Energy Integration Opportunities in Zero Emission LNG Re-Gasification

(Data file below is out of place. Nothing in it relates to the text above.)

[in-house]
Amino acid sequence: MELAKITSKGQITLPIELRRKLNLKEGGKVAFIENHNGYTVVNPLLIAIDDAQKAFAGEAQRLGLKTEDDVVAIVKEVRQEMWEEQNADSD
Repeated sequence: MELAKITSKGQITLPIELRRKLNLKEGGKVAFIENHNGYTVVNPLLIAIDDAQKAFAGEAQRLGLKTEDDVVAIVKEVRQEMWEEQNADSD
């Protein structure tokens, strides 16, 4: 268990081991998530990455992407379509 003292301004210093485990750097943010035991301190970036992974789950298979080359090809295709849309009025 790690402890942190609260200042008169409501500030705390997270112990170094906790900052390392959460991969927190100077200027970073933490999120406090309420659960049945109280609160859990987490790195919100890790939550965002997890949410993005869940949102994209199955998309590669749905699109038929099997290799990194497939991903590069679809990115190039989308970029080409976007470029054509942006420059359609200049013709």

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Due to the increasing demand for LNG, more environmental friendly regasification solutions are of interest. Aker Solutions has developed a concept for zero emission regasification of LNG, where the regasification train is heat integrated with an oxy-fuel power and steam plant. The oxy-fuel combustor burns part of the send-out gas in an oxygen enriched environment. The flue gas produced is CO2 rich, making CO2 capture feasible. 95mol% pure oxygen is produced by cryogenic distillation in an ASU. Today, oxy-fuel combustion is not economical feasible, mainly due to the significant power demand in the ASU and the CO2 Compression and Purification Unit (CPU). This thesis investigates opportunities of reducing the power consumption in the plant. Pinch analysis is used to evaluate the heat integration in the Aker Solutions concept. Simulation models are created in Aspen Hysys to investigate possibilities of integrating the ASU with the power and steam plant, and to find the impact of changing the oxygen purity. In addition the use of membranes to separate air is discussed. The heat integration was evaluated in terms of sequence of the pair matches, and placement of Heat Transfer Fluids (HTFs). The sequence of the streams was found acceptable. However, changing the HTF in LNG heater 2 and 3 from MEG/Water to Methanol could be beneficial. The freezing point of Methanol is lower than that of MEG/Water; hence the HTF can be shifted to a lower temperature. Because LNG has a higher h-value than the hot streams, ∆T between the LNG and the HTF should be lower than that of the hot fluid and the HTF. If the oxygen purity was set to 90mol%, the load of the CO2 CPU and the condenser duty of the N2/CO2 distillation were increased by 10% and 65% respectively. If the purity was increased to 97mol% the opposite results were obtained. Although increasing the purity leads to savings in the CO2 CPU, this unit only accounts for a small part of the overall power consumption compared to the ASU, hence the impact on the ASU is of greater concern. For the ASU, decreasing the purity would lead to some energy savings. However, the required equipment size of the unit would increase. If the purity is increased, the separation of Argon is required in the distillation column, thus a significant increase in energy of separation is experienced. In addition the capital expenses of the ASU are increased, due to implementation of a supplementary distillation column. Based on the previous facts, it was recommended to keep the oxygen purity at 95mol%. If integrating the ASU, cryogenic LNG should be used to cool the air upstream and downstream the air compressor. Results from Hysys showed that this would lead to 18 % reduction in external utility consumptions. In addition the compressor work of the ASU would be decrease by 14%, and the yield of the LP turbine would increase with 2MW. Today, membranes are not capable of producing large quantities of oxygen. However, there exist some membranes with great potential. The most promising membranes are found to be MIECs with a perovskite structure, especially Ba0.5Sr0.5Co0.8Fe0.2O3-δ. At 800ºC the oxygen flux of these membranes are found to be approximately 1.56∙10-6 mol/scm2, and the oxygen purity obtained is above 99mol%. The thickness of one of these membrane were found to be 1.8mm, hence more than 1∙109 membranes are required to produce enough oxygen for the oxy-combustion plant. Although these membranes have a great potential, they need to be further evolved before implemented to oxy-fuel power plants.